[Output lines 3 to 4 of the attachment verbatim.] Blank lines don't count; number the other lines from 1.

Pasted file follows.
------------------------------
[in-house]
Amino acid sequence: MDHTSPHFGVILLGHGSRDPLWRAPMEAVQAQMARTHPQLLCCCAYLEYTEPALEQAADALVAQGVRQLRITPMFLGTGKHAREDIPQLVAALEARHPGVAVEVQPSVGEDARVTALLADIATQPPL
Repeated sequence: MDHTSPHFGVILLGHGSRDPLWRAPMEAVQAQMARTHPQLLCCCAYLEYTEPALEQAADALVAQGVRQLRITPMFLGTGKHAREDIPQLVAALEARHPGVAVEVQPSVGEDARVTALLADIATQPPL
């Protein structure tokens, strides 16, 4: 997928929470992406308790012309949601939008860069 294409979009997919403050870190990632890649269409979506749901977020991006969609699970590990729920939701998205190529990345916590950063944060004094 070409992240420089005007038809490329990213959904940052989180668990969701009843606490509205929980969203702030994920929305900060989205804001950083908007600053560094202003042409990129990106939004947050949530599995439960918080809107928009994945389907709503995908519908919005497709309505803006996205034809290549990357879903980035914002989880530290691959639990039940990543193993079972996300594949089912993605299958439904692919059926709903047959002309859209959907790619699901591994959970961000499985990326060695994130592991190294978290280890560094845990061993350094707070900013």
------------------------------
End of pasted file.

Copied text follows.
Repeated sequence: MDHTSPHFGVILLGHGSRDPLWRAPMEAVQAQMARTHPQLLCCCAYLEYTEPALEQAADALVAQGVRQLRITPMFLGTGKHAREDIPQLVAALEARHPGVAVEVQPSVGEDARVTALLADIATQPPL
């Protein structure tokens, strides 16, 4: 997928929470992406308790012309949601939008860069 294409979009997919403050870190990632890649269409979506749901977020991006969609699970590990729920939701998205190529990345916590950063944060004094 070409992240420089005007038809490329990213959904940052989180668990969701009843606490509205929980969203702030994920929305900060989205804001950083908007600053560094202003042409990129990106939004947050949530599995439960918080809107928009994945389907709503995908519908919005497709309505803006996205034809290549990357879903980035914002989880530290691959639990039940990543193993079972996300594949089912993605299958439904692919059926709903047959002309859209959907790619699901591994959970961000499985990326060695994130592991190294978290280890560094845990061993350094707070900013």